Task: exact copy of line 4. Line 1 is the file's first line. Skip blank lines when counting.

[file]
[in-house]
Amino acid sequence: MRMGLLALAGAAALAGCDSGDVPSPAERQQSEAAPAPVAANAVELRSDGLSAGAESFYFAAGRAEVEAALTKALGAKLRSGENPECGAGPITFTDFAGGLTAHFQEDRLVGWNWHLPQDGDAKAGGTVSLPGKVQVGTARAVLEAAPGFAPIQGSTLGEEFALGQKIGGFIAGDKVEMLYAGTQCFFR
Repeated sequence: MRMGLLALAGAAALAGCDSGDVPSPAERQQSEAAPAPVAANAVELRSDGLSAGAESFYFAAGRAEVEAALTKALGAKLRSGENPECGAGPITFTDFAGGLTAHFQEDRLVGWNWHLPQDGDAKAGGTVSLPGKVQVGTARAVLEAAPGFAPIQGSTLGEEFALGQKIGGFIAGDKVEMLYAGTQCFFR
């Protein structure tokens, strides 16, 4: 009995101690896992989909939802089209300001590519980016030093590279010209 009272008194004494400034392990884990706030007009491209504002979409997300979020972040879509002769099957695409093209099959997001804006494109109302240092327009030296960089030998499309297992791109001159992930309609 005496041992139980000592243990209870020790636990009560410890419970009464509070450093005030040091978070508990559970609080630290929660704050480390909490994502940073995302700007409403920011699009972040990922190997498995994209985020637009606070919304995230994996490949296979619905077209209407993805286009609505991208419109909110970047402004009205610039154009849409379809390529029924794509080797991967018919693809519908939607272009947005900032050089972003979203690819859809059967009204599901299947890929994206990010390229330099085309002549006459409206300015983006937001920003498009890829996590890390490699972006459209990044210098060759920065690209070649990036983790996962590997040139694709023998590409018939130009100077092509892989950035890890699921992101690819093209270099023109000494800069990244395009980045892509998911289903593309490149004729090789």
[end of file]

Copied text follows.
């Protein structure tokens, strides 16, 4: 009995101690896992989909939802089209300001590519980016030093590279010209 009272008194004494400034392990884990706030007009491209504002979409997300979020972040879509002769099957695409093209099959997001804006494109109302240092327009030296960089030998499309297992791109001159992930309609 005496041992139980000592243990209870020790636990009560410890419970009464509070450093005030040091978070508990559970609080630290929660704050480390909490994502940073995302700007409403920011699009972040990922190997498995994209985020637009606070919304995230994996490949296979619905077209209407993805286009609505991208419109909110970047402004009205610039154009849409379809390529029924794509080797991967018919693809519908939607272009947005900032050089972003979203690819859809059967009204599901299947890929994206990010390229330099085309002549006459409206300015983006937001920003498009890829996590890390490699972006459209990044210098060759920065690209070649990036983790996962590997040139694709023998590409018939130009100077092509892989950035890890699921992101690819093209270099023109000494800069990244395009980045892509998911289903593309490149004729090789």